Most of all, the players warmed my heart. While the closed beta ran for only about three days, there was so much excitement for the game on the Discord. The enthusiasm from players sharing their characters, participating in the events, and just enjoying the game was refreshing. As someone who plays and writes about Eastern MMOs, I know criticism is easy to come by. But I love seeing the positive vibes this game is getting.

Thigh. Sliders.

When the CBT ended (the community says it’s going from Elyon to Elyoff), there were people excited to play with the friends they made in the closed beta test. There was so much goodwill coming from the participants, and I felt extra happy to hear that some people actually made friends in this test. That’s what the old days were really about.

So I’m really excited for this game. And I encourage folks to give the game a try. It’ll be a shame to skip it just because some jaded gamers see it as “more of the same.”

The four wind tiles in Mahjong open all sorts of winning combinations for players of this ancient game – and the “Asian” MMO subgenre is just as varied as the many rulesets in Mahjong. Join Massively OP’s Carlo Lacsina here in our Four Winds column as he covers the diverse assembly of MMOs imported from the East!

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Yeah I just can’t see it. Black Desert is a financial success, but it’s still a niche game. I’d be surprised if BDO’s player count was even competitive despite it’s pseudo-F2P model. But it does make a lot of money, because that’s what it does best.

Elyon is aiming straight into that same bullseye. It seems to want to be a profitable, niche game. It doesn’t care much about its popularity. Doesn’t need to. The monetization, grinding, and fallback progression is the real draw and the true target. So being a popular well-crafted and well-received game is directly at odds with their actual strategy. They’re not even aiming at it, so why would they hit it? I just don’t see it.


What about the no player trading. This I do not like.

Kevin Smith

Overall the game played pretty decent. I did notice input lag on some skills. They will need to tweak that before launch or they will get blasted since it is a action combat pvp game. Other than that I enjoyed it.

They did have an survey after and the last question was what can we do to improve for western audience. I put it simple western audience doesn’t like to just grind monsters over an over for xp gains like eastern players do. If you go by the success rates of eastern MMO’s converted to western you will see that has been a huge difference between the markets.

Overall I hope the game does good. There needs to be a newer open world pvp game for those that want it. This is something else that doesn’t normally hold up in the western market but only time will tell on that one.


Sounds like fun, but open world PvP worries me as a non-PvP player. If it’s just an occasional encounter that’d be fine but if I’m constantly getting ganked, I’m out. And, I like to explore the whole world, not just my faction’s side..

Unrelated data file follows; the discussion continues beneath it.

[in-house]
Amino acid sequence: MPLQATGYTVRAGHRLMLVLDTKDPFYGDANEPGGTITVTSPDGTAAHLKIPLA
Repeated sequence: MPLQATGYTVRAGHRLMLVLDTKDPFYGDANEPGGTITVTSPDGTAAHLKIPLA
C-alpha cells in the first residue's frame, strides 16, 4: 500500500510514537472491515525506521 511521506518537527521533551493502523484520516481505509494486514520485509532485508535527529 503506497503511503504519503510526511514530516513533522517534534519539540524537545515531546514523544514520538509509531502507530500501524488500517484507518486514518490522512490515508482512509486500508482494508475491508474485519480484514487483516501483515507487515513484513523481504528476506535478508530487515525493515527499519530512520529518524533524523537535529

Gotta admit, your ceaseless enthusiasm is at least tapping outside the gates of my cynicism.

BDO failstacks? That’s a giant minus. Asian market players may dig that crap but even people I know who LIKE BDO (and fundamentally, I kind of do as well) *despise* that crappy mechanic. Major strike against.

Open world PVP: I get that some people like it. at least a half-Strike 2 for me.

“the players warmed my heart” Cynical gates slammed back shut. Gushing fanbois in a limited CBT are – opinionwise – completely irrelevant to a meaningful objective look at a game.

“In fact, fans of V4 will know it” dude, you linked a BING search? Who uses BING that’s not an MS employee?


It doesn’t have failstacks but it does have other systems.


If this game is at all relevant in a year I’ll be shocked, let alone be a memorable game for anyone. These kinds of easy access, bright and colorful Asian MMOs are constantly being produced and exported over to NA/EU to grab as much cash as they possibly can from an audience who’s so thirsty they think these tap water games are like wine.

Dug From The Earth

Pretty much my thoughts exactly.

When I look at the poor state of the mmorpg genre, this particular aspect of it is one of the elements I disdain the most as it does nothing to improve it, but gives a visual impression that its much more than it actually is.

Vanquesse V

What does “relevant” even mean?
This is not a dig at you personally, but I see that word brought up all the time when it comes to mmos, particularly when predicting a less than stellar expectation once launch hype has died down.
If the game gets meaningful new content in a year does it matter if the people not playing are talking about it?
FIFA, Roblox, LoL and Fortnite are massive games, but I rarely hear anything about them. Does that make them irrelevant?


The way I use the term “relevant” in regards to MMOs is games that have any kind of impact or consideration when it comes to current MMO discussion. Over the last 20 years many, many MMOs have been created a vast majority of you simply just don’t ever hear about anymore past their launches. Like I can think of at least 3 MMO games I know about but I don’t even honestly remember their names let alone would discuss them in regards to current MMO happenings. The fact you even know about FIFA, Roblox, LOL, Fortnite, etc despite not being involved with them shows their relevance.

This is not to conflate the term with “failure” as I think so long as a game is making money and has an audience it’s satisfying to make said money then really isn’t a failure by business standards. To illustrate this I’d point to something like Bless Online which was a failure but still is relevant because of how big of a failure it was.


Whilst I think your belief that Elyon will hold some memorable place in MMO history is misplaced, it is a nice evolution of TERA.

The combat was good, the progression is very Asian MMO in style, so will be a painful grind at some point, and it has the vast array of activities without overly focusing on any one.

For me though the standout feature is the skill system. Not only do you have a limited skill set to work with, you can also bind skill profiles to allow you swap setups easily. On top of this skills have five morphs each, that really how they work and how they can synergize with each other. It’s a great system and I hope it allows for the variety in builds it suggests and we don’t end up with too many must-use metas going around.

I think it will be fun for those who wish to move on from TERA, or Blade and Soul, maybe even BDO players looking for a fresh experience. It certainly isn’t going to make a dent in the player bases of WoW, ESO or any other western MMO though.